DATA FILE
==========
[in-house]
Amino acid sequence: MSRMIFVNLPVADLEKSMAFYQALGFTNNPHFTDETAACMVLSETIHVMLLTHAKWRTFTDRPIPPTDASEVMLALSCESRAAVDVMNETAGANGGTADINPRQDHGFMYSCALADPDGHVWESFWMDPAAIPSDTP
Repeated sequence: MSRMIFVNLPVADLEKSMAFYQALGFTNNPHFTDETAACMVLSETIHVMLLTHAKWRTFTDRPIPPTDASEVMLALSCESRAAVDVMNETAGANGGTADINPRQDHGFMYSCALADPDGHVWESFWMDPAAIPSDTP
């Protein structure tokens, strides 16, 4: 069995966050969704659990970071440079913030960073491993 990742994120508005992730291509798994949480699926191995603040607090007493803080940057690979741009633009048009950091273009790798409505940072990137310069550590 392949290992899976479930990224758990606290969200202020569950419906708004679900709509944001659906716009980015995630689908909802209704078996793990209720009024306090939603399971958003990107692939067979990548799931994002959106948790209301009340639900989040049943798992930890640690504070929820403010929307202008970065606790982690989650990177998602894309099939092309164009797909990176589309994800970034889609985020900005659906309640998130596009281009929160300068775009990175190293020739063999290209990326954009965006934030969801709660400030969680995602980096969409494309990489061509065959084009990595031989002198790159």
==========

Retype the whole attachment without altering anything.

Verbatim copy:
[in-house]
Amino acid sequence: MSRMIFVNLPVADLEKSMAFYQALGFTNNPHFTDETAACMVLSETIHVMLLTHAKWRTFTDRPIPPTDASEVMLALSCESRAAVDVMNETAGANGGTADINPRQDHGFMYSCALADPDGHVWESFWMDPAAIPSDTP
Repeated sequence: MSRMIFVNLPVADLEKSMAFYQALGFTNNPHFTDETAACMVLSETIHVMLLTHAKWRTFTDRPIPPTDASEVMLALSCESRAAVDVMNETAGANGGTADINPRQDHGFMYSCALADPDGHVWESFWMDPAAIPSDTP
């Protein structure tokens, strides 16, 4: 069995966050969704659990970071440079913030960073491993 990742994120508005992730291509798994949480699926191995603040607090007493803080940057690979741009633009048009950091273009790798409505940072990137310069550590 392949290992899976479930990224758990606290969200202020569950419906708004679900709509944001659906716009980015995630689908909802209704078996793990209720009024306090939603399971958003990107692939067979990548799931994002959106948790209301009340639900989040049943798992930890640690504070929820403010929307202008970065606790982690989650990177998602894309099939092309164009797909990176589309994800970034889609985020900005659906309640998130596009281009929160300068775009990175190293020739063999290209990326954009965006934030969801709660400030969680995602980096969409494309990489061509065959084009990595031989002198790159």